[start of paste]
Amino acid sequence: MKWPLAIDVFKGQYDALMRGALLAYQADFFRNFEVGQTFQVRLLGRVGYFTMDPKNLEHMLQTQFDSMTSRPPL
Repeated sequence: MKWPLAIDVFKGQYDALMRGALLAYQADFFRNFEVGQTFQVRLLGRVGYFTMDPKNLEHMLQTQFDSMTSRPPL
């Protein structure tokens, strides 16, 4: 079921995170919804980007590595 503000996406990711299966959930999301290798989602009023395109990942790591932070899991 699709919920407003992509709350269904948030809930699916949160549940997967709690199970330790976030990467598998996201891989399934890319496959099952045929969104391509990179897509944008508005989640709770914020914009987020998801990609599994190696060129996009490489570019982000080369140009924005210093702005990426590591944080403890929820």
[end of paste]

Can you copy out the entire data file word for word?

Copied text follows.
Amino acid sequence: MKWPLAIDVFKGQYDALMRGALLAYQADFFRNFEVGQTFQVRLLGRVGYFTMDPKNLEHMLQTQFDSMTSRPPL
Repeated sequence: MKWPLAIDVFKGQYDALMRGALLAYQADFFRNFEVGQTFQVRLLGRVGYFTMDPKNLEHMLQTQFDSMTSRPPL
């Protein structure tokens, strides 16, 4: 079921995170919804980007590595 503000996406990711299966959930999301290798989602009023395109990942790591932070899991 699709919920407003992509709350269904948030809930699916949160549940997967709690199970330790976030990467598998996201891989399934890319496959099952045929969104391509990179897509944008508005989640709770914020914009987020998801990609599994190696060129996009490489570019982000080369140009924005210093702005990426590591944080403890929820």